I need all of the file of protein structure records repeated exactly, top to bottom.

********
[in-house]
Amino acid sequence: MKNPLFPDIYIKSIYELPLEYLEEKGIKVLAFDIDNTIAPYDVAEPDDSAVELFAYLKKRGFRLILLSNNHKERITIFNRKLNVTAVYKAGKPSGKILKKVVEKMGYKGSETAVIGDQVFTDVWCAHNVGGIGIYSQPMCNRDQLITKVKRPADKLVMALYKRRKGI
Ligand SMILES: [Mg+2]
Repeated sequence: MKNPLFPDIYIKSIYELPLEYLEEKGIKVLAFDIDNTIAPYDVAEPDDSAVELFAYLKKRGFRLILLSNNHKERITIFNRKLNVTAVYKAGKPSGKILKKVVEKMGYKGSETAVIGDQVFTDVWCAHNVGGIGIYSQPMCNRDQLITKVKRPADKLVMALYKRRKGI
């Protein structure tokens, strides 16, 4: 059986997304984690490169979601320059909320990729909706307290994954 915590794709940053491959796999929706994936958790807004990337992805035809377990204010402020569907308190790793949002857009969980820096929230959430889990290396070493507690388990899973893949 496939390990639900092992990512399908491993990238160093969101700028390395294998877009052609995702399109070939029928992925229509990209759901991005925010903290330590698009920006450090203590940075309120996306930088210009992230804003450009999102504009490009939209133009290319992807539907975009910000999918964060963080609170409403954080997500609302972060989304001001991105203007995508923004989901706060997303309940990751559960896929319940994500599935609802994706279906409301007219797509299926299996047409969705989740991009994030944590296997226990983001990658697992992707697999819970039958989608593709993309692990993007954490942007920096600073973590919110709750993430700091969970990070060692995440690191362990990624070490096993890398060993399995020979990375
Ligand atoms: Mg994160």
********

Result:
[in-house]
Amino acid sequence: MKNPLFPDIYIKSIYELPLEYLEEKGIKVLAFDIDNTIAPYDVAEPDDSAVELFAYLKKRGFRLILLSNNHKERITIFNRKLNVTAVYKAGKPSGKILKKVVEKMGYKGSETAVIGDQVFTDVWCAHNVGGIGIYSQPMCNRDQLITKVKRPADKLVMALYKRRKGI
Ligand SMILES: [Mg+2]
Repeated sequence: MKNPLFPDIYIKSIYELPLEYLEEKGIKVLAFDIDNTIAPYDVAEPDDSAVELFAYLKKRGFRLILLSNNHKERITIFNRKLNVTAVYKAGKPSGKILKKVVEKMGYKGSETAVIGDQVFTDVWCAHNVGGIGIYSQPMCNRDQLITKVKRPADKLVMALYKRRKGI
């Protein structure tokens, strides 16, 4: 059986997304984690490169979601320059909320990729909706307290994954 915590794709940053491959796999929706994936958790807004990337992805035809377990204010402020569907308190790793949002857009969980820096929230959430889990290396070493507690388990899973893949 496939390990639900092992990512399908491993990238160093969101700028390395294998877009052609995702399109070939029928992925229509990209759901991005925010903290330590698009920006450090203590940075309120996306930088210009992230804003450009999102504009490009939209133009290319992807539907975009910000999918964060963080609170409403954080997500609302972060989304001001991105203007995508923004989901706060997303309940990751559960896929319940994500599935609802994706279906409301007219797509299926299996047409969705989740991009994030944590296997226990983001990658697992992707697999819970039958989608593709993309692990993007954490942007920096600073973590919110709750993430700091969970990070060692995440690191362990990624070490096993890398060993399995020979990375
Ligand atoms: Mg994160």